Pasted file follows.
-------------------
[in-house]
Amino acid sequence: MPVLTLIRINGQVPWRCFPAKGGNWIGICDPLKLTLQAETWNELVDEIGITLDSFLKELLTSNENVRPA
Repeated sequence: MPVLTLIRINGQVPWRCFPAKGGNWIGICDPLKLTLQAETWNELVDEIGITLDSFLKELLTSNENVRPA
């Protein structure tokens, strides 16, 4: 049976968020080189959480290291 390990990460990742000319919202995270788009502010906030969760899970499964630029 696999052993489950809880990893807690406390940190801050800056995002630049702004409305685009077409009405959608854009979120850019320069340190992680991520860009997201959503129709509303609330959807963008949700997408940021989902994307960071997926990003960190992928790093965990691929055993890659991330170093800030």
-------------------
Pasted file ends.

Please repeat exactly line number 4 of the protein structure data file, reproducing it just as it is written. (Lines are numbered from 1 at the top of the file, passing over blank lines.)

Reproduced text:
């Protein structure tokens, strides 16, 4: 049976968020080189959480290291 390990990460990742000319919202995270788009502010906030969760899970499964630029 696999052993489950809880990893807690406390940190801050800056995002630049702004409305685009077409009405959608854009979120850019320069340190992680991520860009997201959503129709509303609330959807963008949700997408940021989902994307960071997926990003960190992928790093965990691929055993890659991330170093800030």